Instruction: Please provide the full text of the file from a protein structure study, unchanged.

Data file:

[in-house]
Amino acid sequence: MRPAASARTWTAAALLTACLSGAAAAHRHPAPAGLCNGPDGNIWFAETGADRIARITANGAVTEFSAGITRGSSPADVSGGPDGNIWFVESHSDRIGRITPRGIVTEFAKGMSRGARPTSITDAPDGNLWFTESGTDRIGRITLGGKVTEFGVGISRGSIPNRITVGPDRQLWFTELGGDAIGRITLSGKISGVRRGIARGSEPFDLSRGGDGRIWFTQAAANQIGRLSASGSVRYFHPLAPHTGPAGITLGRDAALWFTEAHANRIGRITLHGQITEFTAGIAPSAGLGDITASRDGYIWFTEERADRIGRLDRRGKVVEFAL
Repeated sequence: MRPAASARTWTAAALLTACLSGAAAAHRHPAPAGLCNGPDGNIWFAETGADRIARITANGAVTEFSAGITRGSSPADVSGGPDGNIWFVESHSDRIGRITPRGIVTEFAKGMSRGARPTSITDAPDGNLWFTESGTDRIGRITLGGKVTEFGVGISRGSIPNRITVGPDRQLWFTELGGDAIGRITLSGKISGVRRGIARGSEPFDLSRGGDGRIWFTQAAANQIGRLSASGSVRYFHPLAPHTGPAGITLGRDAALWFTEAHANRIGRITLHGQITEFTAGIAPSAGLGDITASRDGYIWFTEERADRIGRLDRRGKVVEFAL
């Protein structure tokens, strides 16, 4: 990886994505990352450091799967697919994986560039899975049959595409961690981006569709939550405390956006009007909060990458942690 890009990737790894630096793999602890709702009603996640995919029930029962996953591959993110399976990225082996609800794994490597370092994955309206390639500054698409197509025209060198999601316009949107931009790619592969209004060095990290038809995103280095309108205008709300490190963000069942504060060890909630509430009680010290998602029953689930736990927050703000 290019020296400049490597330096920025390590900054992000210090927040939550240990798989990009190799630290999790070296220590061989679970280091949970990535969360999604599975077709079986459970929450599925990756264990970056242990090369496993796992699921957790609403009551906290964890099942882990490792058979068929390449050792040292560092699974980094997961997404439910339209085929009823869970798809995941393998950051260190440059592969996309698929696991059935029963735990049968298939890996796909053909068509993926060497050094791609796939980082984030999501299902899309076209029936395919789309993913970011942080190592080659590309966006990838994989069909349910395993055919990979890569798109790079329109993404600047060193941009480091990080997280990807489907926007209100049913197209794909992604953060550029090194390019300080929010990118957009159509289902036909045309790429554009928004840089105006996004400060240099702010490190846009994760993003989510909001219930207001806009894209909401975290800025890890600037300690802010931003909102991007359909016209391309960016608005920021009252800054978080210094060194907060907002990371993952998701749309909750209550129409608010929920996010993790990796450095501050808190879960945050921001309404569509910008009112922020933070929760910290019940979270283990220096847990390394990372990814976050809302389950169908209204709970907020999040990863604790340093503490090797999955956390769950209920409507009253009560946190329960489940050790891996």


[in-house]
Amino acid sequence: MRPAASARTWTAAALLTACLSGAAAAHRHPAPAGLCNGPDGNIWFAETGADRIARITANGAVTEFSAGITRGSSPADVSGGPDGNIWFVESHSDRIGRITPRGIVTEFAKGMSRGARPTSITDAPDGNLWFTESGTDRIGRITLGGKVTEFGVGISRGSIPNRITVGPDRQLWFTELGGDAIGRITLSGKISGVRRGIARGSEPFDLSRGGDGRIWFTQAAANQIGRLSASGSVRYFHPLAPHTGPAGITLGRDAALWFTEAHANRIGRITLHGQITEFTAGIAPSAGLGDITASRDGYIWFTEERADRIGRLDRRGKVVEFAL
Repeated sequence: MRPAASARTWTAAALLTACLSGAAAAHRHPAPAGLCNGPDGNIWFAETGADRIARITANGAVTEFSAGITRGSSPADVSGGPDGNIWFVESHSDRIGRITPRGIVTEFAKGMSRGARPTSITDAPDGNLWFTESGTDRIGRITLGGKVTEFGVGISRGSIPNRITVGPDRQLWFTELGGDAIGRITLSGKISGVRRGIARGSEPFDLSRGGDGRIWFTQAAANQIGRLSASGSVRYFHPLAPHTGPAGITLGRDAALWFTEAHANRIGRITLHGQITEFTAGIAPSAGLGDITASRDGYIWFTEERADRIGRLDRRGKVVEFAL
């Protein structure tokens, strides 16, 4: 990886994505990352450091799967697919994986560039899975049959595409961690981006569709939550405390956006009007909060990458942690 890009990737790894630096793999602890709702009603996640995919029930029962996953591959993110399976990225082996609800794994490597370092994955309206390639500054698409197509025209060198999601316009949107931009790619592969209004060095990290038809995103280095309108205008709300490190963000069942504060060890909630509430009680010290998602029953689930736990927050703000 290019020296400049490597330096920025390590900054992000210090927040939550240990798989990009190799630290999790070296220590061989679970280091949970990535969360999604599975077709079986459970929450599925990756264990970056242990090369496993796992699921957790609403009551906290964890099942882990490792058979068929390449050792040292560092699974980094997961997404439910339209085929009823869970798809995941393998950051260190440059592969996309698929696991059935029963735990049968298939890996796909053909068509993926060497050094791609796939980082984030999501299902899309076209029936395919789309993913970011942080190592080659590309966006990838994989069909349910395993055919990979890569798109790079329109993404600047060193941009480091990080997280990807489907926007209100049913197209794909992604953060550029090194390019300080929010990118957009159509289902036909045309790429554009928004840089105006996004400060240099702010490190846009994760993003989510909001219930207001806009894209909401975290800025890890600037300690802010931003909102991007359909016209391309960016608005920021009252800054978080210094060194907060907002990371993952998701749309909750209550129409608010929920996010993790990796450095501050808190879960945050921001309404569509910008009112922020933070929760910290019940979270283990220096847990390394990372990814976050809302389950169908209204709970907020999040990863604790340093503490090797999955956390769950209920409507009253009560946190329960489940050790891996």